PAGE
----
Tuesday, February 13, 2018

Third Circuit Affirms Summons Enforcement for Client Identity Information (2/13/18)

In United States v. Martin, 2018 U.S. App. LEXIS 2526 (3d Cir. 2018) (nonprecedential), here, the Court of Appeals affirmed the district court's order enforcing an IRS administrative summons issued to a lawyer in a collection action to discover his income and assets.  The Court said that the scope of the summons was:
Specifically, it sought to verify the income Servin generated through his law practice. The summonses requested two categories of information: (1) Servin's current client list, including the names and addresses of each client; and (2) a list of his cases that will be settling or have settled within a specified time period, including the parties' names and addresses. In response to the summonses, Servin appeared, but refused to disclose the requested information.
The district court ordered compliance, but limited the compliance to "only those cases that have settled, not cases that may settle[.]"  Martin then appealed.  There is no indication that the court held him in contempt for noncompliance with the order but that is the usual way that a summons enforcement order gets to the court of appeals.  In any event, the court rejected Martin's claim of attorney-client privilege and attorney-client confidentiality.

Basically, the Court said that, based on precedent, there was no attorney-client privilege to protect client identities except in unusual circumstances no present here.
Servin fails to identify any unusual circumstances here that suggest protected communications would be revealed by disclosing the names and addresses of his clients and other parties. Because he has not shown that the attorney-client privilege shields the information requested by the IRS, the privilege cannot constitute grounds for quashing the summonses.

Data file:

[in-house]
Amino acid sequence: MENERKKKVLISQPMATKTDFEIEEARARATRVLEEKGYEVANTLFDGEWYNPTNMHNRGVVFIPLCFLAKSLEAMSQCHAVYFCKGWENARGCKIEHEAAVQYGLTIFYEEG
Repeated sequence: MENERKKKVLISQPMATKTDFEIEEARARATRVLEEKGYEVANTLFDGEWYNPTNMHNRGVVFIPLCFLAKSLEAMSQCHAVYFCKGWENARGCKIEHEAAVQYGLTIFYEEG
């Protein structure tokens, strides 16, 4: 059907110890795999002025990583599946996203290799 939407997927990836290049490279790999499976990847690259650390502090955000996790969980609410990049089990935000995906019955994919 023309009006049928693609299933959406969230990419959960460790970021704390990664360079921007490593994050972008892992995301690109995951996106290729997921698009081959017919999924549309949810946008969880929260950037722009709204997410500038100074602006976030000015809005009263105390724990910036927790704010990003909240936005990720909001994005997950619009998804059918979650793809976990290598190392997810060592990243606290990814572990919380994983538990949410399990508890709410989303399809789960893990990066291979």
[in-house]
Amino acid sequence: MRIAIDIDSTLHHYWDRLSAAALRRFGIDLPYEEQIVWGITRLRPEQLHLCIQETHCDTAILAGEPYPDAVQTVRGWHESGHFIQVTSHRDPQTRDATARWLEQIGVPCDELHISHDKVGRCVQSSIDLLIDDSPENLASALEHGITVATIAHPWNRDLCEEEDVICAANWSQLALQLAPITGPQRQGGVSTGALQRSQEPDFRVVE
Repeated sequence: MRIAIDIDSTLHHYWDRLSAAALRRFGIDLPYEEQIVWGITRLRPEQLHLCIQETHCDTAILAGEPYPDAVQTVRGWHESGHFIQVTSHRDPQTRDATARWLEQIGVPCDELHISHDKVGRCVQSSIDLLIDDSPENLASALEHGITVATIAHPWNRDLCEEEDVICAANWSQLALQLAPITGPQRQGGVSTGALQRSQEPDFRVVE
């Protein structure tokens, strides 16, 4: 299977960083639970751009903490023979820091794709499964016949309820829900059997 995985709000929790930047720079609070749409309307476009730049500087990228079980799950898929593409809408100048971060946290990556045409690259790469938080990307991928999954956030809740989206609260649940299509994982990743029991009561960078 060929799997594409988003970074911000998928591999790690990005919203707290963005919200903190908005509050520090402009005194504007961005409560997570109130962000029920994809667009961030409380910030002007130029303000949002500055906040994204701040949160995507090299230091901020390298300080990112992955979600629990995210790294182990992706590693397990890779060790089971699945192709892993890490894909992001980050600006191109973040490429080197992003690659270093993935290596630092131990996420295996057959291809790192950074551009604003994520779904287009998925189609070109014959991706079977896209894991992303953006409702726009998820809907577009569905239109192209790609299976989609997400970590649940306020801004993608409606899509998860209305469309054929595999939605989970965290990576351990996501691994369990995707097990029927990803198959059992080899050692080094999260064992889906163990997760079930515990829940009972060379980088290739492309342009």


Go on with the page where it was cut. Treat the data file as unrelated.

As to any state law confidentiality requirement beyond the scope of the attorney-client privilege, the Court said:

Nor has Servin shown that the Pennsylvania Rules of Professional Conduct are a basis for quashing the summonses. The rule he relies on, Rule 1.6, provides in pertinent part: "A lawyer shall not reveal information relating to representation of a client unless the client gives informed consent, except for disclosures that are impliedly authorized in order to carry out the representation[.]" Pa. Rules of Prof'l Conduct 1.6(a). Although Pennsylvania courts have recognized that "a lawyer's duty of confidentiality to a client is quite extensive[,] ... the Rules of Professional Conduct are not substantive law." In re Estate of Wood, 2003 PA Super 72, 818 A.2d 568, 573 (Pa. Super. Ct. 2003) (citing Commonwealth v. Chmiel, 558 Pa. 478, 738 A.2d 406, 415 (Pa. 1999), cert. denied, 528 U.S. 1131, 120 S. Ct. 970, 145 L. Ed. 2d 841 (2000)). Rather, those rules govern disciplinary proceedings against Pennsylvania attorneys, and, through its Supreme Court, the Commonwealth has said that the rules "do not govern or affect judicial application of ... the attorney-client ... privilege." Id. (internal quotation marks omitted) (quoting Chmiel, 738 A.2d at 415). We take Pennsylvania at its word. n6 Thus, Rule 1.6 does not provide a defense, and Servin has not established a basis to avoid enforcement of the summonses. n7